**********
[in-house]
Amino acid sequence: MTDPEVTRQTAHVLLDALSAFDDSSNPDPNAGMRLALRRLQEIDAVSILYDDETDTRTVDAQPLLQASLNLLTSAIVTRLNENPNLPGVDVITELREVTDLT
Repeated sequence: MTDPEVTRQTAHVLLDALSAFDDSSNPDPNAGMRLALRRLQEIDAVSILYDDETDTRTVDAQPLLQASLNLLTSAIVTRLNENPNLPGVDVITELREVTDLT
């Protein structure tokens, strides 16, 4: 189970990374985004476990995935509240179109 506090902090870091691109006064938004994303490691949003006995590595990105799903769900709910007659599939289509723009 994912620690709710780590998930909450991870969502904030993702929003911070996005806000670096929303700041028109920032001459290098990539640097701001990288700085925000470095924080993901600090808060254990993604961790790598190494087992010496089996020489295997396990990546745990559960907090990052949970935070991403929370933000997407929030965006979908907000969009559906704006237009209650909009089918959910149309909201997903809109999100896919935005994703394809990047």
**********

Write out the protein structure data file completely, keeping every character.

[in-house]
Amino acid sequence: MTDPEVTRQTAHVLLDALSAFDDSSNPDPNAGMRLALRRLQEIDAVSILYDDETDTRTVDAQPLLQASLNLLTSAIVTRLNENPNLPGVDVITELREVTDLT
Repeated sequence: MTDPEVTRQTAHVLLDALSAFDDSSNPDPNAGMRLALRRLQEIDAVSILYDDETDTRTVDAQPLLQASLNLLTSAIVTRLNENPNLPGVDVITELREVTDLT
């Protein structure tokens, strides 16, 4: 189970990374985004476990995935509240179109 506090902090870091691109006064938004994303490691949003006995590595990105799903769900709910007659599939289509723009 994912620690709710780590998930909450991870969502904030993702929003911070996005806000670096929303700041028109920032001459290098990539640097701001990288700085925000470095924080993901600090808060254990993604961790790598190494087992010496089996020489295997396990990546745990559960907090990052949970935070991403929370933000997407929030965006979908907000969009559906704006237009209650909009089918959910149309909201997903809109999100896919935005994703394809990047």